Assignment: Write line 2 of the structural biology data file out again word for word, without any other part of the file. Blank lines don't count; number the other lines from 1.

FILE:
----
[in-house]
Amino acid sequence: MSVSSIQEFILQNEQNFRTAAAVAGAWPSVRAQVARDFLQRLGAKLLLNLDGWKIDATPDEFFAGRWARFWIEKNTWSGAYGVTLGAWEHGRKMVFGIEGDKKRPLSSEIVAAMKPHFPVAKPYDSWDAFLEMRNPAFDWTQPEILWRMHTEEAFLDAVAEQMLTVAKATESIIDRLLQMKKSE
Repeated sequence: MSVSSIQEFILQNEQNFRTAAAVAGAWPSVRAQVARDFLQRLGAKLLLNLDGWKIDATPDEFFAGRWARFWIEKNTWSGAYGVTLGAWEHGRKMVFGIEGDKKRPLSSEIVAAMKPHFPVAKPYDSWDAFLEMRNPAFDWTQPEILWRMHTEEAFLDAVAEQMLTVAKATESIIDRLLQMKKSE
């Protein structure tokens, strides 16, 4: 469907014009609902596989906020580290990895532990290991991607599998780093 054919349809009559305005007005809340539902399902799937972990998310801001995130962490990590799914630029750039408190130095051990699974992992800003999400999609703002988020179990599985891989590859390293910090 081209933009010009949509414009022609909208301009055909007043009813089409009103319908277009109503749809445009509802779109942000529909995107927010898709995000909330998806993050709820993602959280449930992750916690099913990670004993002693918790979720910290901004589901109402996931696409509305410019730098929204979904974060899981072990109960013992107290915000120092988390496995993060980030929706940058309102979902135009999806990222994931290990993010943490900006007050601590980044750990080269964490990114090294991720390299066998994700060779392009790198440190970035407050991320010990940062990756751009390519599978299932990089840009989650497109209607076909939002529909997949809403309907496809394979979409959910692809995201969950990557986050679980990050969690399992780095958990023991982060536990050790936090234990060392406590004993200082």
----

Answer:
Amino acid sequence: MSVSSIQEFILQNEQNFRTAAAVAGAWPSVRAQVARDFLQRLGAKLLLNLDGWKIDATPDEFFAGRWARFWIEKNTWSGAYGVTLGAWEHGRKMVFGIEGDKKRPLSSEIVAAMKPHFPVAKPYDSWDAFLEMRNPAFDWTQPEILWRMHTEEAFLDAVAEQMLTVAKATESIIDRLLQMKKSE